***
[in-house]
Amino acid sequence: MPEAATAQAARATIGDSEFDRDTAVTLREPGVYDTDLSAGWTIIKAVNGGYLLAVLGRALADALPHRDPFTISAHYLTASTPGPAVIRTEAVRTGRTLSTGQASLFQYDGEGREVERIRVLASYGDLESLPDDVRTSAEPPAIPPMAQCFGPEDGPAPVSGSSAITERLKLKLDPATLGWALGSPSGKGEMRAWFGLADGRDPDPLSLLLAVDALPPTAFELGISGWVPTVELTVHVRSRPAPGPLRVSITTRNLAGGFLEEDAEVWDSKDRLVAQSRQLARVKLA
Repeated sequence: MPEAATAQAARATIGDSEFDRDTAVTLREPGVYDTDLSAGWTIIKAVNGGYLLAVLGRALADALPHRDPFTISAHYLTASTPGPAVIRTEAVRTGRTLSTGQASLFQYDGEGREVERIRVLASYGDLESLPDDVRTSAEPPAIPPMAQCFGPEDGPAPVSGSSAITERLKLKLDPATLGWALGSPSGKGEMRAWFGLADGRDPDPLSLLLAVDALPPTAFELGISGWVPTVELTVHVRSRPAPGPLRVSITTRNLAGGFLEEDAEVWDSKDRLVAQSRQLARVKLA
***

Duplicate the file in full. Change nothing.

[in-house]
Amino acid sequence: MPEAATAQAARATIGDSEFDRDTAVTLREPGVYDTDLSAGWTIIKAVNGGYLLAVLGRALADALPHRDPFTISAHYLTASTPGPAVIRTEAVRTGRTLSTGQASLFQYDGEGREVERIRVLASYGDLESLPDDVRTSAEPPAIPPMAQCFGPEDGPAPVSGSSAITERLKLKLDPATLGWALGSPSGKGEMRAWFGLADGRDPDPLSLLLAVDALPPTAFELGISGWVPTVELTVHVRSRPAPGPLRVSITTRNLAGGFLEEDAEVWDSKDRLVAQSRQLARVKLA
Repeated sequence: MPEAATAQAARATIGDSEFDRDTAVTLREPGVYDTDLSAGWTIIKAVNGGYLLAVLGRALADALPHRDPFTISAHYLTASTPGPAVIRTEAVRTGRTLSTGQASLFQYDGEGREVERIRVLASYGDLESLPDDVRTSAEPPAIPPMAQCFGPEDGPAPVSGSSAITERLKLKLDPATLGWALGSPSGKGEMRAWFGLADGRDPDPLSLLLAVDALPPTAFELGISGWVPTVELTVHVRSRPAPGPLRVSITTRNLAGGFLEEDAEVWDSKDRLVAQSRQLARVKLA